Cambridge in the Seventeenth Century ...: Nicholas Ferrar

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Page 351 - Our Lord Jesus Christ, Who hath left power to His Church to absolve all sinners who truly repent and believe in Him, of His great mercy forgive thee thine offences : And by His authority committed to me, I absolve thee from all thy sins, in the Name of the Father,
Page 200 - Love not sleep, lest thou, come to poverty. Open thine eyes, and thou shalt be satisfied with bread. He that spendeth his time— Seest thou a man diligent in his business, he shall stand before kings. The industrious man hath no leisure to sin; and the idle man hath no power to avoid sin.
Page 332 - To justify their allowing a part of their time to such mechanic arts, he put them in mind of that passage in the Psalm 3 : Blessed are all they that fear the Lord and walk in His ways, for thou shalt eat the labour of 1 Ephes. v. 4.
Page 387 - those who say amidst their sickly healths Thou livest by rule. What doth not so but man ? Houses are built by rule, and commonwealths. Entice the trusty sun, if that you can, From his ecliptic line ; beckon the sky. Who lives by rule then, keeps good company. Herbert's Church-Porch, st. 23. APPENDIX. PRINCIPAL CONTENTS.
Page 323 - By his order the reading-pew and pulpit were a little distant from each other, and both of an equal highth : for he would often say, They should neither have a precedency or priority of the other; but that praying and preaching, being equally useful, might agree like brethren, and have an equal honour and estimation."—Walton's Life of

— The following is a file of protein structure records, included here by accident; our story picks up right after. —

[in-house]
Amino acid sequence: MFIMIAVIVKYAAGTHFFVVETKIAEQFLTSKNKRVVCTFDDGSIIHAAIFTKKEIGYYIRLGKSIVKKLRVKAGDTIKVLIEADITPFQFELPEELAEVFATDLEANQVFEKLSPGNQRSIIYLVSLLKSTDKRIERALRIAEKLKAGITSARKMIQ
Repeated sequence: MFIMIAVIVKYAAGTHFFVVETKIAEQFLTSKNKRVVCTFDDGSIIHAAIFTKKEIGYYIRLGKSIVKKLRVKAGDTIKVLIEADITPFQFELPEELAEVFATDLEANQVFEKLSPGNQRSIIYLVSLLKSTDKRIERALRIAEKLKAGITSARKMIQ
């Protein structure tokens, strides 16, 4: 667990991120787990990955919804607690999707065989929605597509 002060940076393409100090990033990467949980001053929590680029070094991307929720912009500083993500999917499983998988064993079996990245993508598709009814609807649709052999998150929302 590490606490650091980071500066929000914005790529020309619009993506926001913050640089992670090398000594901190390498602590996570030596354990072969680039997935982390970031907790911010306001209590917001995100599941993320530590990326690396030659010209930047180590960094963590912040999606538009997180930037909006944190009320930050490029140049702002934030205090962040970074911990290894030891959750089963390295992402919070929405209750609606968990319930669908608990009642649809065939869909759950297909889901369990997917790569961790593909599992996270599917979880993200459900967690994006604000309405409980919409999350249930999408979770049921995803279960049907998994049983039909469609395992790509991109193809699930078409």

Page i - soft wings, stuck with soft flowers: And when life's sweet fable ends, His soul and body part like friends: No quarrels, murmurs, no delay ; A kiss, a sigh, and so away ? This rare one, reader, wouldst thou see ? Hark hither, and thyself be he.
Page 95 - to keep us that happiness the parish had of him: and often in the week he was pleased to afford Mr. Ferrar his good company, who wonderfully joyed in it. He preached his funeral sermon (whereat were many hundreds of persons), whose text was: Thou shalt come to thy grave in a full age, like as a shock of corn cometh in his season. Job v. 26.
Page 178 - 7, (Hath Romeo slain himself? say thou but I, And that bare vowel I shall poison more Than the death-darting eye of cockatrice, &c.) 1 " He said to Mr. Duncon, ' Sir, I see by your habit that you are a priest, and I desire you to pray with me,' which being granted, Mr. Duncon asked him, ' What prayers ?' to which Mr. Herbert's answer was,
Page 166 - 0, Sir, the prayers of my mother the Church of England; no other prayers are equal to them; but at this time I beg you to pray only the litany, for I am weak and faint.'"—Walton's Life of Herbert,
Page i - A well-cloth'd soul, that's not opprest Nor chokt with what she should be drest ? Whose soul's sheath'd in a crystal shrine, Through which all her bright features shine, As when a piece of wanton lawn, A thin aerial vail is drawn, O'er Beauty's face; seeming to hide, More sweetly

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